This is a tip I used with a family I’m currently working with. They have two kids, who both love the taste of sugar, and don’t really like anything that doesn’t taste sweet. Rather than change their recipes all at once, we’re slowly reducing how much sugar is in their meals. For example, with their morning oatmeal, there used to be quite a lot of brown sugar that they mixed in to make it sweet. Firstly, we changed it to maple syrup, a less processed form of sugar, and then each week, are reducing the quantities by about 1/4 and adding some fruit for natural sweetness. This allows for their tastebuds to adapt, and when you’re tastebuds aren’t used to a lot of sugar, fruit tastes sweet.

Meal Plan

You know that I’m a fan of this because it is single handedly the most powerful thing that keeps me and my clients on track. By having the healthy (and DELICIOUS) food made in advance, you are way less likely to resort to takeout or a bowl of cereal – both which have way more sugar than your homemade dinner would. To learn more about how meal planning can help kick your sugar addiction, book a quick call with me here.

Eat dark chocolate and raw cacao powder

I would never tell you to stop eating chocolate, but what I will say is to stop eating milk chocolate, and anything that is less than 70% dark chocolate. By nature of the 70% cacao, it means that there will be less sugar in the chocolate. My favourite brands are Giddy YoYo and Camino.

Use taste and texture properly

Make sure each meal has a variety of tastes and textures. The more tastes and textures, the recipe has the more satisfying it is to our brain and the less likely we are to want to mindlessly eat more or need dessert.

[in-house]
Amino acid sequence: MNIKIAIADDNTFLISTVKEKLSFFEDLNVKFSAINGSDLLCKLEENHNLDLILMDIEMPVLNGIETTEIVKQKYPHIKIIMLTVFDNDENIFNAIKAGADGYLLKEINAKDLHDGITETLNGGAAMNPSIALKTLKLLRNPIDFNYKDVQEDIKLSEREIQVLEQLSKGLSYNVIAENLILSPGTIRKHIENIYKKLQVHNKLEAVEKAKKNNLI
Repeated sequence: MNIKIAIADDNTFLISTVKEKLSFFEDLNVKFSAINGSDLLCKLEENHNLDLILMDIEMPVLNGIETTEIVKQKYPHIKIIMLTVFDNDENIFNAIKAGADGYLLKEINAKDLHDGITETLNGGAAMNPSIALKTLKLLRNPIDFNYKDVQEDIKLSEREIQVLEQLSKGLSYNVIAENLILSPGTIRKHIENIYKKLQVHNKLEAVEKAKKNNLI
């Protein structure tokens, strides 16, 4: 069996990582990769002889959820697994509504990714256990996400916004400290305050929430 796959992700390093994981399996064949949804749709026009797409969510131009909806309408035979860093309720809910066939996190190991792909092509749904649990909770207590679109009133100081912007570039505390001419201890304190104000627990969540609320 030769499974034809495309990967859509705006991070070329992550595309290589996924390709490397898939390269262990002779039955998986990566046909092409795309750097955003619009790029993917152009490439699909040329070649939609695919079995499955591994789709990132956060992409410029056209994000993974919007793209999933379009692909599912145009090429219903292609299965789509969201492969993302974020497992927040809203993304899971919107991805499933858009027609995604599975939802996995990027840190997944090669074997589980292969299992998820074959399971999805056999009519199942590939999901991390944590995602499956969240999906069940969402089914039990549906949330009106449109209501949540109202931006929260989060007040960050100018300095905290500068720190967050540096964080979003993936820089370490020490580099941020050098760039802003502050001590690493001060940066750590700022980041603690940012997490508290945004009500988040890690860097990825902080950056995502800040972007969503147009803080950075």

A general rule of thumb I’ve learned and like is that each recipe should have a combination of sweet, salty and bitter. If you’re thinking about a salad, this could be a pinch of tamari (or salt) in the dressing, some fresh berries on top and some apple cider vinegar in the dressing.

By also adding more texture, it also makes for a more satiating meal. Examples would be adding some nuts or seeds on top for crunch, along girth some avocado for creaminess.

Read your sauce labels (salad dressing, BBQ sauce and even ketchup)

I dare you to look at the back of your BBQ sauce or your salad dressing bottles. They likely have a TON of sugar for even just 1 TBSP of sauce. Here is a great homemade BBQ sauce, and here is a homemade salad dressing formula, that will keep in the fridge for weeks, as it has vinegar in it.

Sleep more

Studies show that when you are chronically deprived of less than 7 hours of sleep, your hunger hormone, grehlin, increases, while your “I’m full” hormone, leptin, decreases. The better balanced these two hormones are, the less likely you are to experience cravings

Drink Kombucha

If you are craving something sweet, rather than chugging a pop (diet or not), reach for a Kombucha. My favourite brand is Rise Kombucha, but GT is another great one too! The kombucha contains healthy bacteria as it is a fermented drink, and also contains gluconic acids that work wonders on the skin, hair and nails.

Brush your teeth

This tip comes directly from my Mom, who swears by this trick. After a meal, brush your teeth and that minty flavour will have you much less likely to reach for a sweet.

Drink a fruity herbal tea

Last, but certainly not least, get that kettle out and stock up on some herbal, fruity tea. It has a naturally sweet flavour with zero sugar. Be careful the tea doesn’t have a ton of artificial ingredients.